“the commandment of the Lord is pure, enlightening the eyes;” (Psalm 19:8b, ESV)
The day that I am writing this is in the time of the counting of the Omer and in just a short while, we will have arrived at Shavuot, the day that it is believed that God gave the commandments from Mt Sinai to the people of Israel.
It is wonderful that the part of Psalm 19 that I am looking at today is focused on “the commandment of the Lord”.
What does this word commandment really convey to us? What does it mean that it is pure, and how does it enlighten the eyes?
The Hebrew word for commandment here is “mitzvah” and if we were to look at a handful of verses where the word is used, you should get a fairly good idea of what it conveys….
““Now this is the commandment—the statutes and the rules—that the Lord your God commanded me to teach you, that you may do them in the land to which you are going over, to possess it, that you may fear the Lord your God, you and your son and your son’s son, by keeping all his statutes and his commandments, which I command you, all the days of your life, and that your days may be long.” (Deuteronomy 6:1–2, ESV)
“Know then in your heart that, as a man disciplines his son, the Lord your God disciplines you. So you shall keep the commandments of the Lord your God by walking in his ways and by fearing him.” (Deuteronomy 8:5–6, ESV)
“For this commandment that I command you today is not too hard for you, neither is it far off. It is not in heaven, that you should say, ‘Who will ascend to heaven for us and bring it to us, that we may hear it and do it?’ Neither is it beyond the sea, that you should say, ‘Who will go over the sea for us and bring it to us, that we may hear it and do it?’ But the word is very near you. It is in your mouth and in your heart, so that you can do it.” (Deuteronomy 30:11–14, ESV)
“Yet they did not listen to their judges, for they whored after other gods and bowed down to them. They soon turned aside from the way in which their fathers had walked, who had obeyed the commandments of the Lord, and they did not do so.” (Judges 2:17, ESV)
“My son, if you receive my words and treasure up my commandments with you, making your ear attentive to wisdom and inclining your heart to understanding;” (Proverbs 2:1–2, ESV)
“My son, keep your father’s commandment, and forsake not your mother’s teaching. Bind them on your heart always; tie them around your neck. When you walk, they will lead you; when you lie down, they will watch over you; and when you awake, they will talk with you. For the commandment is a lamp and the teaching a light, and the reproofs of discipline are the way of life,” (Proverbs 6:20–23, ESV)
At a top level, the word seems to be pretty strait forward. It is used in the sense of a father’s instruction to his son, or a king to his servants, and when we put it in perspective of the words of Jesus, that the Kingdom of God is at hand, then we see a structure for a culture where we are ruled by God’s instruction and in that, he desires that we walk in obedience to those instructions. What is very important to see, especially in light of Deut 30:11-14 is that they are not very difficult for us, and it would seem that the Lord provides all the means and ability to accomplish His instruction. If you continue to pour through the many verses that contain this word you will also notice that God desires to bless those who walk in obedience to His commands, and yet as in the Garden of Eden, rebellion against his instruction brings forth discipline. Again, the perfect model of a father-son relationship.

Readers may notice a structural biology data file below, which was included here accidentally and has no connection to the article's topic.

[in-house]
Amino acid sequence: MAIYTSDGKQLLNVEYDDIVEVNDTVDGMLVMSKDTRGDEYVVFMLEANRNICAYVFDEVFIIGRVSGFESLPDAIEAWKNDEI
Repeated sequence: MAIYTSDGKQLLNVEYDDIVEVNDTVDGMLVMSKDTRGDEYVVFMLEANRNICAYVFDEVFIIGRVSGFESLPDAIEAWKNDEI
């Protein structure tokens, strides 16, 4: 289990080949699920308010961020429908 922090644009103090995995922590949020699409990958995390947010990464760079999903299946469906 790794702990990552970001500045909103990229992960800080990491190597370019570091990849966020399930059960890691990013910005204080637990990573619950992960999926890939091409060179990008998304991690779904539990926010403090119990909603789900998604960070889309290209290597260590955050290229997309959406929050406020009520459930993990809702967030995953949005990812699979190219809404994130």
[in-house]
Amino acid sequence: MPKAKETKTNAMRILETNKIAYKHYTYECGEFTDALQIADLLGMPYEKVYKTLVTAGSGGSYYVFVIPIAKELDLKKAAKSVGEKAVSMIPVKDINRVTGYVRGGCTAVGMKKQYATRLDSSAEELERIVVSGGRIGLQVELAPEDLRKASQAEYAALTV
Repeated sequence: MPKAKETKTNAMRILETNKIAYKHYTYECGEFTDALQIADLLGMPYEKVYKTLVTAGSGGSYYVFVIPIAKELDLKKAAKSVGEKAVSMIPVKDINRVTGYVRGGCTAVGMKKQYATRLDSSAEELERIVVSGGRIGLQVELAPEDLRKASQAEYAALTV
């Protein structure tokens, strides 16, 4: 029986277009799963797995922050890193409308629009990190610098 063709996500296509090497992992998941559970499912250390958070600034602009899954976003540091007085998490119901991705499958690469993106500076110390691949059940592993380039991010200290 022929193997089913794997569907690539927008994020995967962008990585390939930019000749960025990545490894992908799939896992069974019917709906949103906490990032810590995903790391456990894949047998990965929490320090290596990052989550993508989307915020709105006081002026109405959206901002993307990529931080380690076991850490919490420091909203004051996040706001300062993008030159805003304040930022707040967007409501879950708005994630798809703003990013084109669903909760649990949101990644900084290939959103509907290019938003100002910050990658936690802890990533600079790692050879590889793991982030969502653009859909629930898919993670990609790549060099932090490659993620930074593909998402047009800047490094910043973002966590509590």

So, what does it mean that God’s instructions are pure? The Hebrew word here is “bar” and at it’s root has the sense of being pure, radiant, bright, and clean. The Theological Wordbook of the Old Testament speaks of the Arabic variation of the word having the sense of reverent, dutiful, devoted, kind, charitable, virtuous, and good. It also mentions that in Akkadian the verb form has the meaning of “to glitter” and as an adjective, the word means pure, as in a pure metal with no contaminates. Looking through the Psalms and Proverbs the adjective also has the sense of something pure or a quality of moral purity.
The next word to consider is the word “enlightening” which has at its root the Hebrew word “or” which is the same word used for light. This word has variations that are translated as shine, give light, brighten, Glorious, shining brighter and brighter, and simply give light. The word can also mean “to become light”.
Finally, we must think about the word for “eyes”. It is the Hebrew word “ayin” and I really like what the Theological Wordbook provides as an opening to its explanation of this word…
More than the eye itself is implied by this word. Occasionally it represents the whole process of seeing and by extension, of understanding and obedience (Jer 5:21). However, in the ot it is the ear which is generally used in this figurative way. The eye is used to express knowledge, character, attitude, inclination, opinion, passion, and response. The eye is a good barometer of the inner thoughts of man.
So, a good way to think about this verse is that God’s instruction is so perfect and pure that as we gaze upon its beauty, it will give us understanding, help us walk a life of obedience, it has an impact on our character, attitude, inclination, passions and ultimately, if the eye is a good barometer of the inner thoughts of a man, then God’s instructions should reveal when our thoughts are not where they need to be and bring us to a place of repentance.
Let us gaze diligently at the beauty of God’s instruction and let it transform our lives into lives that are full of understanding, and a desire to walk in humble obedience to our God.
 Schultz, C. (1999). 1612 עִין. R. L. Harris, G. L. Archer Jr., & B. K. Waltke (Eds.), Theological Wordbook of the Old Testament (electronic ed., p. 662). Chicago: Moody Press.